Microsoft employees gathered right now at Safeco Field for the company's annual meeting can probably find something to smile at despite the gloomy weather.
Since its June 13 nadir at $21.51 a share, Microsoft's stock has climbed $5.56, or 25.8 percent, to close Wednesday at $27.07. MSFT was backing off a little in early afternoon trading today, but has finally returned to where it was trading in late April, before management surprised Wall Street with news of an additional multi-billion, long-term investment that sent shares crashing.
On top of the recent gains are at least two positive financial analyst reports on the company in the last 24 hours:
Goldman Sachs' Rick Sherlund this morning reiterated his favorable take on the company with a note about the broader software industry that was also bullish on Adobe, Oracle and SAP. He wrote this about Microsoft's big product launches due in early 2007: "We expect Windows Vista to generate $1.0 billion in incremental upgrade revenues and about $800 million in increased revenues due to a mix shift to premium priced products in the first twelve months."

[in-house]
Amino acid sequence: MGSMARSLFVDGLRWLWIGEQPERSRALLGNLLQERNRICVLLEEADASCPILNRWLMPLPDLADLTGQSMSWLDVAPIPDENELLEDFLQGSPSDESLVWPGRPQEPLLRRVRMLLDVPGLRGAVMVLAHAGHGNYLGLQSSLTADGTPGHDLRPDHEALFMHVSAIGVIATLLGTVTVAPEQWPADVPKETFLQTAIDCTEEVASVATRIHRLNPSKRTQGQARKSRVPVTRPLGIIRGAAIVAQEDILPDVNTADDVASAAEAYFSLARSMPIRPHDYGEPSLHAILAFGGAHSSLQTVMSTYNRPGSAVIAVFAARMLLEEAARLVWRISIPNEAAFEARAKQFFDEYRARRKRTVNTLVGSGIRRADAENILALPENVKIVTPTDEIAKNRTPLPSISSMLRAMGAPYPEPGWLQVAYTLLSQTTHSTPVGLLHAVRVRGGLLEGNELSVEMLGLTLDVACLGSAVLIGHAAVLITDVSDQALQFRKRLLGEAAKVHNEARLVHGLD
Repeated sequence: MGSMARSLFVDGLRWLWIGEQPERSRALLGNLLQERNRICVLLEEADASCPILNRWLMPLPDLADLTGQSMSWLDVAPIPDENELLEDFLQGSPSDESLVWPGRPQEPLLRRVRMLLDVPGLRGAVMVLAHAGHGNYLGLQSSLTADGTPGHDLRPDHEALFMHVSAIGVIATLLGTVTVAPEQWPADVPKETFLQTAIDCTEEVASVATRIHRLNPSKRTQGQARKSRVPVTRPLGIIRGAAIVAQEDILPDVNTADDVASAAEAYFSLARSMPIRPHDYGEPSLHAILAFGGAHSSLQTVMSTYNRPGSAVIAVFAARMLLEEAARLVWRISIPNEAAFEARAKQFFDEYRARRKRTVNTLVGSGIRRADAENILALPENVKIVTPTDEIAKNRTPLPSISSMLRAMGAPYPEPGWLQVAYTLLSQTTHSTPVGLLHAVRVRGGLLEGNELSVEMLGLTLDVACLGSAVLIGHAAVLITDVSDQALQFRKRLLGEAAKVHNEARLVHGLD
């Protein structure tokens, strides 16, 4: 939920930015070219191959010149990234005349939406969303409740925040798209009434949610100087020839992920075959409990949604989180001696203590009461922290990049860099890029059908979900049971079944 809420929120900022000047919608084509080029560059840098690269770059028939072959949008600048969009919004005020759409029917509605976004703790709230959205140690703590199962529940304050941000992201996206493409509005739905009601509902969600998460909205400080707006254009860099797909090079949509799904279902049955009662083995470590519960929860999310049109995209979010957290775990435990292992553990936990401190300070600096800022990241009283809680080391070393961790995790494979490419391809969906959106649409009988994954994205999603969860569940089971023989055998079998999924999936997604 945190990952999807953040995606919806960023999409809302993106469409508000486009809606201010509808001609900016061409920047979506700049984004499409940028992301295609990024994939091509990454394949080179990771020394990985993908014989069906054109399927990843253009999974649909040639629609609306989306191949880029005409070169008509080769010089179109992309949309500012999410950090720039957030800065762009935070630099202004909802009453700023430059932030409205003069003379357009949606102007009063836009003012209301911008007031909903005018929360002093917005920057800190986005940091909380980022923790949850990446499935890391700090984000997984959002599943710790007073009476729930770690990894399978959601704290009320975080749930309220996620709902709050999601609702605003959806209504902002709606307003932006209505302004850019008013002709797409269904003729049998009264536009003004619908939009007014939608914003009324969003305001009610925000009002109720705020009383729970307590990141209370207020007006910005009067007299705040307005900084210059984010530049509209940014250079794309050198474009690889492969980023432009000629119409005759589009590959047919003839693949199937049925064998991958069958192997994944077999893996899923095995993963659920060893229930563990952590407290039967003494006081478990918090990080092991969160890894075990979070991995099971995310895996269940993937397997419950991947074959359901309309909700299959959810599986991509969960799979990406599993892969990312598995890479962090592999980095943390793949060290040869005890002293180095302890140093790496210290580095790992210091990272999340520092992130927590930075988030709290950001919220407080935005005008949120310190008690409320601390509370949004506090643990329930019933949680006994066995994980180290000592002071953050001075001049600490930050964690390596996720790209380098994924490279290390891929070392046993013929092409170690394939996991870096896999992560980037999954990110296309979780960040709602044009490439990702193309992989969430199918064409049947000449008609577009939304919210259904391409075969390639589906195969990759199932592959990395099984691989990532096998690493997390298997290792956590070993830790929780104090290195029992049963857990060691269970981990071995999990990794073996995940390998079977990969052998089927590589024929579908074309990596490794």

Sherlund has a $30 price target on the stock.
Sid Parakh, analyst at McAdams Wright Ragen, published a 28-page report on the company. He expects the strength of Microsoft's new product cycle to allay investor concerns about competition from the likes of Google and Apple: "With several new product releases scheduled over the next few quarters, we believe that the timely and successful launch of these products should have a positive impact on revenue growth in FY07 (June, 2007) and FY08 (June, 2008), helping reinvigorate investor optimism on MSFT."
Parakh has a $31 price target on the stock.
Of course, both analysts identified risks, including that the current stock price may reflect positive expectations about the product cycle and that Microsoft's longer-term challenges around competition and innovation are plentiful.